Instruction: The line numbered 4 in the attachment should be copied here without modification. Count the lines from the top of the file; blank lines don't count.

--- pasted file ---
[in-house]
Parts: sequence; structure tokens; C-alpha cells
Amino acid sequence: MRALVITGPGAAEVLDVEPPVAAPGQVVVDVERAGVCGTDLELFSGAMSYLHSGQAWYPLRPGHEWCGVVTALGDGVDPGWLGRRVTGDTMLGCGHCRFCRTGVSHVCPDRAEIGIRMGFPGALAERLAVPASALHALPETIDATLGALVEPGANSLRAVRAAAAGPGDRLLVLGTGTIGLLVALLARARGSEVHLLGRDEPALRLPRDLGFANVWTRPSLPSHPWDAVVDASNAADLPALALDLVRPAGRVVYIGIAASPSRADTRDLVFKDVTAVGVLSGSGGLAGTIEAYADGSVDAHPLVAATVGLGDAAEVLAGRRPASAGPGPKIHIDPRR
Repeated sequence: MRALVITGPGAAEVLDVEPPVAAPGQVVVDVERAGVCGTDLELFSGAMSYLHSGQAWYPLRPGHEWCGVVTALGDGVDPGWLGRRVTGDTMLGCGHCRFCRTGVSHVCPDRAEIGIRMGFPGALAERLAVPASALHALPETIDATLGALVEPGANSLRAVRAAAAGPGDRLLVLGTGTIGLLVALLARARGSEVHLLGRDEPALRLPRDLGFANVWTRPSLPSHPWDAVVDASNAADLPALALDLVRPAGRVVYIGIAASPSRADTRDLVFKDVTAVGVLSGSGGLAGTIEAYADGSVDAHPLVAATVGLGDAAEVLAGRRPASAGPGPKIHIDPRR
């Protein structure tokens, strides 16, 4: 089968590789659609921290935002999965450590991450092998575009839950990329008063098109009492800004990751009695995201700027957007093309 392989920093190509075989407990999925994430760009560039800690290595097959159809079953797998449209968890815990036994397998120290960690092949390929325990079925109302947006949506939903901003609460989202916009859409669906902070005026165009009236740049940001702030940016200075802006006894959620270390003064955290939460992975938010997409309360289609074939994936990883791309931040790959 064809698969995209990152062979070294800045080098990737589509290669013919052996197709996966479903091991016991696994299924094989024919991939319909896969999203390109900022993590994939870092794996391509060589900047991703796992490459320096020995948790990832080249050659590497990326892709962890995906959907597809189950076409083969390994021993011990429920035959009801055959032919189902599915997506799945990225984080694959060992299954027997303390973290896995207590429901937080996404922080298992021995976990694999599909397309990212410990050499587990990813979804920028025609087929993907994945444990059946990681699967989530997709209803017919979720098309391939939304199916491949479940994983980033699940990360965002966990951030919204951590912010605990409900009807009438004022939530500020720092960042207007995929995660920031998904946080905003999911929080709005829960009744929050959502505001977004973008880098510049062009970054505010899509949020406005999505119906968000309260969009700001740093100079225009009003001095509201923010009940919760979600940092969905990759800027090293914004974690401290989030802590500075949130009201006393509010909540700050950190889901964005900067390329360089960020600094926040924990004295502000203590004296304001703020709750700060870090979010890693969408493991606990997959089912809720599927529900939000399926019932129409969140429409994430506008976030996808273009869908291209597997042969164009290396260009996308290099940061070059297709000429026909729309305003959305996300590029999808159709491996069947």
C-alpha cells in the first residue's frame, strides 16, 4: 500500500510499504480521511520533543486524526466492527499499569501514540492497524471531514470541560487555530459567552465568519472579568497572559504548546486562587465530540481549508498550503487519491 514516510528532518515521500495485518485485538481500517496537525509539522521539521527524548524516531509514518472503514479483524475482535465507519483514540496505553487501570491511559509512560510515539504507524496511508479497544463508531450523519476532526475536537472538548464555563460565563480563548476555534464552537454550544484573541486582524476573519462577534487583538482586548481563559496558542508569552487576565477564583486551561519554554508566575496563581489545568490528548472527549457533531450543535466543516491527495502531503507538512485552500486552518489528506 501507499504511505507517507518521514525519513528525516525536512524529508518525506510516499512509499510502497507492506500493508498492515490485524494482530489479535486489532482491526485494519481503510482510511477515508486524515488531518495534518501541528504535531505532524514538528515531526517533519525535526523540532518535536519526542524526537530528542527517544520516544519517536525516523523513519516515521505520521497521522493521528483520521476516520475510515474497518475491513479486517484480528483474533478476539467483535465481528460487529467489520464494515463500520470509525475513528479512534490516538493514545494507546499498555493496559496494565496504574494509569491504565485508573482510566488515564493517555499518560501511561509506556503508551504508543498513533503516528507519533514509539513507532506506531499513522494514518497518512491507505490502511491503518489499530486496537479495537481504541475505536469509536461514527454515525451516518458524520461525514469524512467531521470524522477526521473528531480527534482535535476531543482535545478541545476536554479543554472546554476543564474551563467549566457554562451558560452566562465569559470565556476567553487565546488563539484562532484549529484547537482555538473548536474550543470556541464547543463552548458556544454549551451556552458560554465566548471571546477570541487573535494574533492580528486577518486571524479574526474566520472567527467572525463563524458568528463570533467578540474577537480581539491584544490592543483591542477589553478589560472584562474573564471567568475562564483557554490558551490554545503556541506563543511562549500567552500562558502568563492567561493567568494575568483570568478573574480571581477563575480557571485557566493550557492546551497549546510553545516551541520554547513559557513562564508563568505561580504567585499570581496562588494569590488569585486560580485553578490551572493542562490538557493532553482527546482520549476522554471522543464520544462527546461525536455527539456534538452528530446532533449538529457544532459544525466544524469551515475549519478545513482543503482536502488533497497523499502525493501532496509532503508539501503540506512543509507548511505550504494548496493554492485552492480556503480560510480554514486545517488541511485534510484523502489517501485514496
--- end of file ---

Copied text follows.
Repeated sequence: MRALVITGPGAAEVLDVEPPVAAPGQVVVDVERAGVCGTDLELFSGAMSYLHSGQAWYPLRPGHEWCGVVTALGDGVDPGWLGRRVTGDTMLGCGHCRFCRTGVSHVCPDRAEIGIRMGFPGALAERLAVPASALHALPETIDATLGALVEPGANSLRAVRAAAAGPGDRLLVLGTGTIGLLVALLARARGSEVHLLGRDEPALRLPRDLGFANVWTRPSLPSHPWDAVVDASNAADLPALALDLVRPAGRVVYIGIAASPSRADTRDLVFKDVTAVGVLSGSGGLAGTIEAYADGSVDAHPLVAATVGLGDAAEVLAGRRPASAGPGPKIHIDPRR